The Role of a Governor

The role of a governor

The role of a School Governor is to contribute to the work of the Governing Body in raising standards of achievement for all pupils. This involves:

  • Ensuring clarity of vision, ethos and strategic direction
  • Holding the Headteacher to account for the educational performance of the school and its pupils, and
  • Overseeing the financial performance of the school and making sure its money is well spent

The individual governor has a responsibility, working alongside other members of the Governing Body, to the staff and pupils of the School and the School’s wider community.

Governors must have an interest in our children’s future, be willing to contribute and make a difference, respect the need for confidentiality and be able to work as part of a team. Governors must act with integrity, objectivity and honesty and in the best interests of the School.

What governors do

Governors are volunteers who attend meetings and work to further the school’s development. Together with the Headteacher, responsibilities of Governing Bodies include:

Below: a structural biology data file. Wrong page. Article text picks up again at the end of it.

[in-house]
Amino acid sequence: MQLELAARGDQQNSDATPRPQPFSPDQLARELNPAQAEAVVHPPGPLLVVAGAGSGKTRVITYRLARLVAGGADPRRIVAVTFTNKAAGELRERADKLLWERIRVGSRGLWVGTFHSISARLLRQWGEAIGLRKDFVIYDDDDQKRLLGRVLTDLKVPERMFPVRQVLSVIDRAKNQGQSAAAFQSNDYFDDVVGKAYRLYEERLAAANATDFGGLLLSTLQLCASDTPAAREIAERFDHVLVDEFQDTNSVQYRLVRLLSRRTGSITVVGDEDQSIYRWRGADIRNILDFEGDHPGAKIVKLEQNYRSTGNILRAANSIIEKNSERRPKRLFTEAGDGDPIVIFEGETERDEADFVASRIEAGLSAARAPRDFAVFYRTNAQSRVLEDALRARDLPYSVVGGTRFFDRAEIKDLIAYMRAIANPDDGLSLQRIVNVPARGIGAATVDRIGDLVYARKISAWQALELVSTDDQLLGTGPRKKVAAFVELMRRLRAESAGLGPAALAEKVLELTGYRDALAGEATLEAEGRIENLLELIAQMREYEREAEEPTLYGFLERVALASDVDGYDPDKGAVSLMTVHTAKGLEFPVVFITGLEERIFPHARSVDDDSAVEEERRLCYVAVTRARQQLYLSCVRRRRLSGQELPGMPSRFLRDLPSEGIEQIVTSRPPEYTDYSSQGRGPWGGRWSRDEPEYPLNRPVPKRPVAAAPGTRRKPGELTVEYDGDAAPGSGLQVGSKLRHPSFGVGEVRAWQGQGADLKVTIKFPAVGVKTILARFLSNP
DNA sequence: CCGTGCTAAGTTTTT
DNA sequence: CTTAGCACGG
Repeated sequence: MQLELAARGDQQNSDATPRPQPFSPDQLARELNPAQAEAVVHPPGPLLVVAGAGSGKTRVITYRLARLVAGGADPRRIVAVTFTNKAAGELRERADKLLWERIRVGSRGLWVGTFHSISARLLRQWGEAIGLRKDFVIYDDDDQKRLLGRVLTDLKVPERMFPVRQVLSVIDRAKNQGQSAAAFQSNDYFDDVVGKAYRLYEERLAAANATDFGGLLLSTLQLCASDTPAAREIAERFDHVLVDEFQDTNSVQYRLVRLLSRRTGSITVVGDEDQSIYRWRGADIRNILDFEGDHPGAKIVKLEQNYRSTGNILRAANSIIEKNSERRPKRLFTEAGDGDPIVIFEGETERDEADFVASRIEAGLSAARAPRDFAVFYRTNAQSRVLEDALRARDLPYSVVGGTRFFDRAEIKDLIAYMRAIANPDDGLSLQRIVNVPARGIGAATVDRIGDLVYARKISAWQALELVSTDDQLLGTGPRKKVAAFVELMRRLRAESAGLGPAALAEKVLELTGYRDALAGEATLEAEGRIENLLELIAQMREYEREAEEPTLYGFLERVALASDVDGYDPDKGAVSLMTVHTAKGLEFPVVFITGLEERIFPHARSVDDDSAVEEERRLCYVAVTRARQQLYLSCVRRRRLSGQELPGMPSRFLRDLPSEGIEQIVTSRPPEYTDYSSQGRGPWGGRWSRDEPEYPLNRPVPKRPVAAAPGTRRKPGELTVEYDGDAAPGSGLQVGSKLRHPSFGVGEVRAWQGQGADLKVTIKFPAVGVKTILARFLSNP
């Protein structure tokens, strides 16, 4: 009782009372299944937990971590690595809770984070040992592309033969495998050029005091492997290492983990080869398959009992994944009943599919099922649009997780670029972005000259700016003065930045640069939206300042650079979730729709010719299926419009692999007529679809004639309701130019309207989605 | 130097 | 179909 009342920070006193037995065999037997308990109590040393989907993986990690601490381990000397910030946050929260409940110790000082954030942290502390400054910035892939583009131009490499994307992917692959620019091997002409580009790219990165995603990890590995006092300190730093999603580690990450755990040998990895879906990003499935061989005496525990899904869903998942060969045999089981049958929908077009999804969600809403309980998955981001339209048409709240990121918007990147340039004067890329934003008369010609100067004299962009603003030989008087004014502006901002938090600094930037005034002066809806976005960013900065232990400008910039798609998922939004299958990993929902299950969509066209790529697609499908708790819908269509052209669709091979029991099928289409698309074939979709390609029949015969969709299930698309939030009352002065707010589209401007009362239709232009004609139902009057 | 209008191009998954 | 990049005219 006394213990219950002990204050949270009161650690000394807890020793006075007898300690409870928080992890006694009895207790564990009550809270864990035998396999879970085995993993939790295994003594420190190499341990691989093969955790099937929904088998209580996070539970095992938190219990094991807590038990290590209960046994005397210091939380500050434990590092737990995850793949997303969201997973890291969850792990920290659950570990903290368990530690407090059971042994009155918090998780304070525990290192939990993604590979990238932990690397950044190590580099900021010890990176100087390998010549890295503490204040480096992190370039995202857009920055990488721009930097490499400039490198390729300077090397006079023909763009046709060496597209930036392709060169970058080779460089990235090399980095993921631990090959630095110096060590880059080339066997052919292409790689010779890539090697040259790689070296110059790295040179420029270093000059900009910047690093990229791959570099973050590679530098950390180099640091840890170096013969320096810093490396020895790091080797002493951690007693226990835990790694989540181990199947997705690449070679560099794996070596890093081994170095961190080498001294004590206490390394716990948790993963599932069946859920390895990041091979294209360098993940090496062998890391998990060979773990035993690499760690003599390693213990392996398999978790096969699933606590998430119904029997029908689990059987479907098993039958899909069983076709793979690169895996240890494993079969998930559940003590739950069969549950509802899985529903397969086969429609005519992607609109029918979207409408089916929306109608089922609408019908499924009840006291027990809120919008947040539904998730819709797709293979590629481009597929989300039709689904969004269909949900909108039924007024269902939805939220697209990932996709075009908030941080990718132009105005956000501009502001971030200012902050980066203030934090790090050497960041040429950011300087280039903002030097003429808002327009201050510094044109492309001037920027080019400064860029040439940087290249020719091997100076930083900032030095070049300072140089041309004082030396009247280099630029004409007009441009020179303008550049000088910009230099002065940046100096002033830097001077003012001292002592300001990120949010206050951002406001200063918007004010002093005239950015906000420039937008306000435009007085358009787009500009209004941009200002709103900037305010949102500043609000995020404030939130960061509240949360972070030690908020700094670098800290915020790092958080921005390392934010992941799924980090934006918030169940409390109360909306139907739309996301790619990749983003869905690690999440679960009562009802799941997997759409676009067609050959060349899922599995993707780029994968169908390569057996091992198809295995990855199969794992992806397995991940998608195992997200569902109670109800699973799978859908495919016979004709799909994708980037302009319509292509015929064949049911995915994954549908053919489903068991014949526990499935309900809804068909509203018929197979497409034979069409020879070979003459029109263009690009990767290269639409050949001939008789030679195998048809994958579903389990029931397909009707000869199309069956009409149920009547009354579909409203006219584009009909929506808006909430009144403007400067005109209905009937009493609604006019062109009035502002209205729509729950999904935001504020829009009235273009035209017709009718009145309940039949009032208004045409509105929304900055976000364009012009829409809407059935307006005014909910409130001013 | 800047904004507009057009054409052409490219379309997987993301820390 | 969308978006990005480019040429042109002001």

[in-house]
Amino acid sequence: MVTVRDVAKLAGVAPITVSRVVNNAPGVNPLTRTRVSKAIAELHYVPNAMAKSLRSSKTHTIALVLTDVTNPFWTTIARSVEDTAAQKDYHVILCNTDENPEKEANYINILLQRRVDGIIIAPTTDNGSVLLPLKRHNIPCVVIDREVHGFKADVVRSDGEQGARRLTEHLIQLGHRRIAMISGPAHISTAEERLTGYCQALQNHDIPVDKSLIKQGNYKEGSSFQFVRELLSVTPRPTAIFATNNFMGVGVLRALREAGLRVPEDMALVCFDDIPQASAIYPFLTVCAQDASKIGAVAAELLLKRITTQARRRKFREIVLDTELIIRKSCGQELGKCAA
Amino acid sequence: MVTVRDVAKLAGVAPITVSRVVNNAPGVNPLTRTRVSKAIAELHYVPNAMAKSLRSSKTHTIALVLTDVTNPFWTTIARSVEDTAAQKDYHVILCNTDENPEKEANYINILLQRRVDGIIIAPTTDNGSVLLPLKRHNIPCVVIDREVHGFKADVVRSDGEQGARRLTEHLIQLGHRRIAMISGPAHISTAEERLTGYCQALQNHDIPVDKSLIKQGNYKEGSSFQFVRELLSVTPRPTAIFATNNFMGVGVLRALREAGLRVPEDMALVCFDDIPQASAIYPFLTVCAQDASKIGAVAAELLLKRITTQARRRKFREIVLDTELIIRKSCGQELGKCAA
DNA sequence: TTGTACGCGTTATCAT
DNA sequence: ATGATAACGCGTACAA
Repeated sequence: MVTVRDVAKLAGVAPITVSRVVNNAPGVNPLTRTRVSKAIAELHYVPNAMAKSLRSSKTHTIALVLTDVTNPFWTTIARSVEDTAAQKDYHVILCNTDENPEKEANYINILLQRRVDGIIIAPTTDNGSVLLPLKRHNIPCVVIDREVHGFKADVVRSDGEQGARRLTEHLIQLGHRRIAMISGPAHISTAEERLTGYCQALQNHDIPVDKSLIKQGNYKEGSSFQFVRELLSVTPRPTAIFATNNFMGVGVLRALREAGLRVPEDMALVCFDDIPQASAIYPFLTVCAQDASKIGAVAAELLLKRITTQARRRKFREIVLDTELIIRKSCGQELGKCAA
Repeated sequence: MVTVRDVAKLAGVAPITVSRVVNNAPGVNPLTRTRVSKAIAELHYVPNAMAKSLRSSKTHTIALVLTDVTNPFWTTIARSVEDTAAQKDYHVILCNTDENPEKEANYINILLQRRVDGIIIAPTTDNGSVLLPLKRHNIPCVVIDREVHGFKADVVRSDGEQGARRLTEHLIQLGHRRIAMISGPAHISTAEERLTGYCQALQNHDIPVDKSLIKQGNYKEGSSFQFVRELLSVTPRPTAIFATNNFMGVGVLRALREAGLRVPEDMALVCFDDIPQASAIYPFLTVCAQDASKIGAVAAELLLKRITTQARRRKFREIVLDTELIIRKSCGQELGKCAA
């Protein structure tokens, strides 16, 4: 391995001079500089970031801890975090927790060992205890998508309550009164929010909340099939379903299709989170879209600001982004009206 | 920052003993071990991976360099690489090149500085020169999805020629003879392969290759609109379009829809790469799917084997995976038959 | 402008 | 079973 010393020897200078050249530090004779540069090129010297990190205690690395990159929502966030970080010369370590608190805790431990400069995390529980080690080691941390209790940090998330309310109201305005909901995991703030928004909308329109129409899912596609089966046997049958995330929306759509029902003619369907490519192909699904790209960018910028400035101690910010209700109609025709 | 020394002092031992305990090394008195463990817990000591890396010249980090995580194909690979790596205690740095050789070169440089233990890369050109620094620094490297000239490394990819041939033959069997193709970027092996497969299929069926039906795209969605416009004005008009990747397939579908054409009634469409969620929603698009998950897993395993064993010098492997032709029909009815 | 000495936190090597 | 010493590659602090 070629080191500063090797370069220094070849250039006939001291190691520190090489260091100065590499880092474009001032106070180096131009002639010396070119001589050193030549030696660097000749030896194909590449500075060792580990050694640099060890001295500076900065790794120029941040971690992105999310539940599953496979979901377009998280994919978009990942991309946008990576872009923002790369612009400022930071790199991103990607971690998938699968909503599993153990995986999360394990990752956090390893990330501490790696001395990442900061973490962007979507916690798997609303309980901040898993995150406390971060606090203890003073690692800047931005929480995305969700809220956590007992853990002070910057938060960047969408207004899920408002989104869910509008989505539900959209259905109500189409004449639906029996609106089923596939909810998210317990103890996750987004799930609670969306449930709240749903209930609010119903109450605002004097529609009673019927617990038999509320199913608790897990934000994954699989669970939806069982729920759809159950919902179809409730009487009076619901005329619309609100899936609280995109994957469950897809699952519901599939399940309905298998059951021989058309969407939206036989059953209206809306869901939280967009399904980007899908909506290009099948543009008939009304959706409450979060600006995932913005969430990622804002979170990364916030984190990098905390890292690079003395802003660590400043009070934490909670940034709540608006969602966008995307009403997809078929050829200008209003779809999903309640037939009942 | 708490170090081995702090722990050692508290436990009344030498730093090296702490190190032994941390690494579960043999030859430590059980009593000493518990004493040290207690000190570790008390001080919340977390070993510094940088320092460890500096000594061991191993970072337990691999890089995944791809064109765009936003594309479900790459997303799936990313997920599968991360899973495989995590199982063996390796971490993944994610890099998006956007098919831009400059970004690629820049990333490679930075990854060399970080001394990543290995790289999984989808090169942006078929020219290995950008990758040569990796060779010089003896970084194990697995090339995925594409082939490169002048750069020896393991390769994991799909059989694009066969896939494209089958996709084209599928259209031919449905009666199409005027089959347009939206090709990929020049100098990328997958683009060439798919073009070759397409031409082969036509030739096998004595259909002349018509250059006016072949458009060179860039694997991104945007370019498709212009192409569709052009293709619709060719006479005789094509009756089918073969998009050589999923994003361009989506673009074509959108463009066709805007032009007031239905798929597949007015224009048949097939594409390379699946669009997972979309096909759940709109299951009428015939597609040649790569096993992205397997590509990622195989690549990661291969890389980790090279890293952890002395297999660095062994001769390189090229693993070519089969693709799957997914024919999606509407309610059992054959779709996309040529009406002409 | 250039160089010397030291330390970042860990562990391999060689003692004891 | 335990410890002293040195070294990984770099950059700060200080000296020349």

• developing the school’s strategic plan
  • determining aims, policies and priorities
  • setting targets
  • monitoring and evaluating
  • deciding the number of staff
  • overseeing the use of the School’s budget
  • securing high levels of attendance and good standards of pupil behaviour.

Governors provide the Headteacher with support and advice, drawing on their knowledge and experience. They ask searching questions and respect the Headteacher’s position as the professional leader of the School.

Types of Governor

The composition of a Governing Board should reflect a wide range of groups from the community.

  • Parent Governors are elected to be representative of the parent body.
  • Staff Governors include the Headteacher  and are elected to represent the staff body.
  • Local Authority Governors are appointed by the Local Authority that maintains the School.  and are appointed with a view to their commitment to raising standards.
  • Co-opted Governors should be living or working in the community served by the School, or committed to the good government and success of the School.
  • Foundation Governors are appointed by the Diocese to ensure the Christian ethos of the School is upheld.
  • Associate Members are appointed by the Governing Body to serve on one or more Governing Body Committees, and attend Full Governing body meetings. They are not Governors, but the Governing body may assign some voting rights in the Committees to which they are appointed.